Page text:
When Apollo 13 astronaut Fred Haise drifted into the tunnel between the lunar module and the command module, he heard and felt a loud bang. Around him, the two vehicles began to twist. Then the metal walls of the tunnel wrinkled as the spacecraft shuddered.
Wide-eyed, Haise clambered out of the tunnel into the command module alongside Jack Swigert and their commander, Jim Lovell. From his usual position to Lovell’s right, Haise quickly determined that something was drastically wrong with the spacecraft’s cryogenic tanks — the oxygen was just away† Fortunately, there appeared to have been no chemical explosion, as only a thin wall separated the oxygen tank from the propellant tanks used to power the spacecraft’s main engine.
“It really didn’t explode the way you think with shrapnel,” Haise told Ars in an interview. “It just came under pressure, and then it let out some steam. If it had been a shrapnel-type explosion, I wouldn’t be here today.”
The incident occurred on April 13, 1970, towards the end of the second full day of the Apollo 13 flight. The crew aboard NASA’s third mission to the moon’s surface had just completed a live television broadcast. They were tired but also excited. They would soon go to bed, and when they woke up, the spacecraft would go into orbit around the moon. In about a day, Lovell and Haise would become just the fifth and sixth people to walk on the surface of another world.
But now, sitting in the Command Module odysseyWhile contemplating the loss of an oxygen tank, Haise’s first thought was not that Apollo 13 would be in danger of returning home. In the immediate aftermath of the accident, death didn’t seem so close. Haise previously lamented the missed opportunity to set foot on the moon.
“I was just nauseous with disappointment,” Haise recalls. “I knew we had an abortion, and I had lost the landing. That was my main feeling. We thought we had a second tank that was intact.”
But the damage was so extensive that the second tank was also hit. It may have been leaking oxygen more slowly, but the leak had started anyway. Soon, the spacecraft would lose both of its oxygen tanks. It didn’t matter much for oxygen in the Command Module, the astronauts had enough to breathe. But without the oxygen tanks, the spacecraft wouldn’t be able to run its fuel cells. The crew of Apollo 13 would have no power. They faced the prospect of freezing to death in space.
When the astronauts and flight controllers in Mission Control realized they couldn’t stop the leak in the second oxygen tank, the mission suddenly changed. Apollo 13 would no longer want to land on the moon. Their mission had become one of survival.
“So many opportunities”
Even before the Apollo 13 accident, some senior NASA executives had wondered how long they would get away with the serious risks associated with traveling to the moon. Considering all the different aspects of a lunar flight—from the Saturn V launch vehicle to the command and service modules, and finally the lunar modules—a lot of very complicated components had to work just right for a mission to be successful.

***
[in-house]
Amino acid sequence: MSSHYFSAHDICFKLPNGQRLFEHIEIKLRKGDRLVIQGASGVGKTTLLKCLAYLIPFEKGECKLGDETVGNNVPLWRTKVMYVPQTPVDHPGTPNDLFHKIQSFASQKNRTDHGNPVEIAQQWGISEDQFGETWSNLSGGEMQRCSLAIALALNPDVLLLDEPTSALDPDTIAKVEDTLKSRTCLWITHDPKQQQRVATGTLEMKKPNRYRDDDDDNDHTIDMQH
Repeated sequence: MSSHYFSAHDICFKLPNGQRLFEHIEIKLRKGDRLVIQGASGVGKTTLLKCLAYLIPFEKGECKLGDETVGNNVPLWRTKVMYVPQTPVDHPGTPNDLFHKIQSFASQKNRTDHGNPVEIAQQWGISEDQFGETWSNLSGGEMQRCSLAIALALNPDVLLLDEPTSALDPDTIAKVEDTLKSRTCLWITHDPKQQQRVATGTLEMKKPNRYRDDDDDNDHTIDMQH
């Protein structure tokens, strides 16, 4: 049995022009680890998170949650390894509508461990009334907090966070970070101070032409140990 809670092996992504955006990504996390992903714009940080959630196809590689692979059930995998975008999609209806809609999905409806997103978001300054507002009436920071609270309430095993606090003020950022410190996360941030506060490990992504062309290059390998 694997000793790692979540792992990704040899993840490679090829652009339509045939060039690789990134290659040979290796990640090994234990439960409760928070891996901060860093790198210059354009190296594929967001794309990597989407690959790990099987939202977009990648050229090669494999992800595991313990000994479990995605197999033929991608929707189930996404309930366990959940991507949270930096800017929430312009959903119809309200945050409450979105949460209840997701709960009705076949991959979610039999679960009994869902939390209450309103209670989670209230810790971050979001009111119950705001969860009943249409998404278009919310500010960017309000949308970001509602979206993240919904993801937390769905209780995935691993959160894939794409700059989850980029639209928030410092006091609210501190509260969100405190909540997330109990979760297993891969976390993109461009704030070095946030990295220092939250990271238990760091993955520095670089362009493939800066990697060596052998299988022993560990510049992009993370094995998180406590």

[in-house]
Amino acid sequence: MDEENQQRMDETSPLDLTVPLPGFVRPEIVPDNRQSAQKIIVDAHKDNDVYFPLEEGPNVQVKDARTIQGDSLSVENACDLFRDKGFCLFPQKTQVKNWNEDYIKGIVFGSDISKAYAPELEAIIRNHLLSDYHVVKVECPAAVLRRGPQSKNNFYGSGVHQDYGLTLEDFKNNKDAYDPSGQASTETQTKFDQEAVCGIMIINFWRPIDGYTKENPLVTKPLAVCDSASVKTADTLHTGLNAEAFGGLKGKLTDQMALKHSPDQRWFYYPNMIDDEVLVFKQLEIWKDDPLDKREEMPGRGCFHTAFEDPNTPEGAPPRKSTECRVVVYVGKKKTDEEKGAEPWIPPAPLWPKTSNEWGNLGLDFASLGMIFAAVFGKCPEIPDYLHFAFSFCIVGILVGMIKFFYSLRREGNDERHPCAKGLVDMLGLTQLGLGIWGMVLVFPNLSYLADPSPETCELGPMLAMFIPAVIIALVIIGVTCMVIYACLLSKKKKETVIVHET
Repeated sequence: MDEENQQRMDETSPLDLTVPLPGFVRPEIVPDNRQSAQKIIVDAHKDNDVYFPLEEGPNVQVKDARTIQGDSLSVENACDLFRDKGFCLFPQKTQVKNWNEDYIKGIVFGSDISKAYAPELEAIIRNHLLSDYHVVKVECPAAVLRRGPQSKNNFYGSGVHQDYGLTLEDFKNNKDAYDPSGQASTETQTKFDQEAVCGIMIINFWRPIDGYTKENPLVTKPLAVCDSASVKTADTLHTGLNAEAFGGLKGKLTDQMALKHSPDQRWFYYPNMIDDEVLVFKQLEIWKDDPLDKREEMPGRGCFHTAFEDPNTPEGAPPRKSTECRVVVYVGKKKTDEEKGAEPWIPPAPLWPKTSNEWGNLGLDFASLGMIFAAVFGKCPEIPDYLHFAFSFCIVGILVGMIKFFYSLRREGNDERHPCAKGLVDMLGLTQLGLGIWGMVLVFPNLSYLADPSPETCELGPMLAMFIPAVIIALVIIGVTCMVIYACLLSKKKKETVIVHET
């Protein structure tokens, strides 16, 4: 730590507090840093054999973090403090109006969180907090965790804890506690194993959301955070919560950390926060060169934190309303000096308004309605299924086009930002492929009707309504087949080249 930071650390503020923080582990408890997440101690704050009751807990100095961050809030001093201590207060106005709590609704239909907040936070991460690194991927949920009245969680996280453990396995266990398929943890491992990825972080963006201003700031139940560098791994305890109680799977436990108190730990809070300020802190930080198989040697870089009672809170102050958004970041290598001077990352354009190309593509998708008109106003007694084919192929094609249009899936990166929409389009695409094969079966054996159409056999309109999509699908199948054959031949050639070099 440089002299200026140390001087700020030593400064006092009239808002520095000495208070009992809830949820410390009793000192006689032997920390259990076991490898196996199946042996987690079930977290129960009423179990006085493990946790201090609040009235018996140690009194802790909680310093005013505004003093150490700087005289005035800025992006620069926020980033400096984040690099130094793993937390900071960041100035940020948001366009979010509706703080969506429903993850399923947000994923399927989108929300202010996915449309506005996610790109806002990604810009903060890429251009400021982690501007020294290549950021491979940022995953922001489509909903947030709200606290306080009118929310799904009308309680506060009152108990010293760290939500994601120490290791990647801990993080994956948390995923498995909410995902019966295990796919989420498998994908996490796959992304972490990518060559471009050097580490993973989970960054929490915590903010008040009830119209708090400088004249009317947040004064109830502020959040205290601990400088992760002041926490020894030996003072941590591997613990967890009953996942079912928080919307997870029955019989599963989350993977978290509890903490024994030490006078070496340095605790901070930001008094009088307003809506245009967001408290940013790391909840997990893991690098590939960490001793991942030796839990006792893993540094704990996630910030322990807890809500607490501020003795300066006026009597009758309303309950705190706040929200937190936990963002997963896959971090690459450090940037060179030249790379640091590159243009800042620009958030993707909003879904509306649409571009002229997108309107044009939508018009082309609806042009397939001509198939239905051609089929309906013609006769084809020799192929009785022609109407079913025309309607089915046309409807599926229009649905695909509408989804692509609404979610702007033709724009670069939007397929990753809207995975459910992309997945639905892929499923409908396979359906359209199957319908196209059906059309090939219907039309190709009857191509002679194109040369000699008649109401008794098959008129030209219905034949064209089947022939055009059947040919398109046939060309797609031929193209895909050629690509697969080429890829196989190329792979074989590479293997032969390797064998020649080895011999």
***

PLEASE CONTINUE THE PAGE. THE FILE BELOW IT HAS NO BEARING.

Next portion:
At the start of the program, NASA had formally set the target probability of overall success for any Apollo mission — a landing and reentry — at 90 percent. The overall safety of the crew was estimated at 99.9 percent. But a 1965 assessment of these risks had found that, based on current plans and technology, the probability of mission success for any flight was only about 73 percent, while the estimated crew safety was 96 percent.
Few people lived with these risks and worries from day to day more than Robert Gilruth. His fame may have waned over the decades, but Gilruth was above all others in America’s efforts to send humans to the moon and back. After the creation of NASA, the fledgling agency had turned to Gilruth to lead the Space Task Group to send a human into space before the Soviet Union. Later, after President John F. Kennedy called for moon landings, that task fell to the Manned Spacecraft Center in Houston, which was headed by Gilruth.
Gilruth, a small-town aeronautical engineer in Minnesota, had a more pragmatic view of human spaceflight than Kennedy’s grandiose vision. As he saw it, after NASA successfully put astronauts into orbit with the Mercury program, the next logical step toward a permanent presence in space would have been to build a space station there.
“But that didn’t have the flair it needed at the time, in the eyes of Mr. Kennedy,” Gilruth, who died in 2000, recalled in an oral history. “He thought going to the moon was about as good as you could possibly do. I think LBJ liked that too. No one at NASA would say they couldn’t. At least I said, ‘I’m not sure we can do it, but I’m not sure we can’t.’”
Gilruth was under no illusions about the challenge of reaching the moon. Moreover, when Neil Armstrong and Buzz Aldrin stepped on the moon in front of a worldwide television audience, NASA had reached Kennedy’s mandate. If every mission had a quarter chance of not landing on the moon and a non-negligible chance of losing a crew, why put up with it? That feeling only grew within Gilruth as NASA did more moon landings.
“I straightened up and said, ‘We have to stop,'” Gilruth said. “There are so many opportunities for us to lose a crew. We just know we’re going to do that if we keep going.”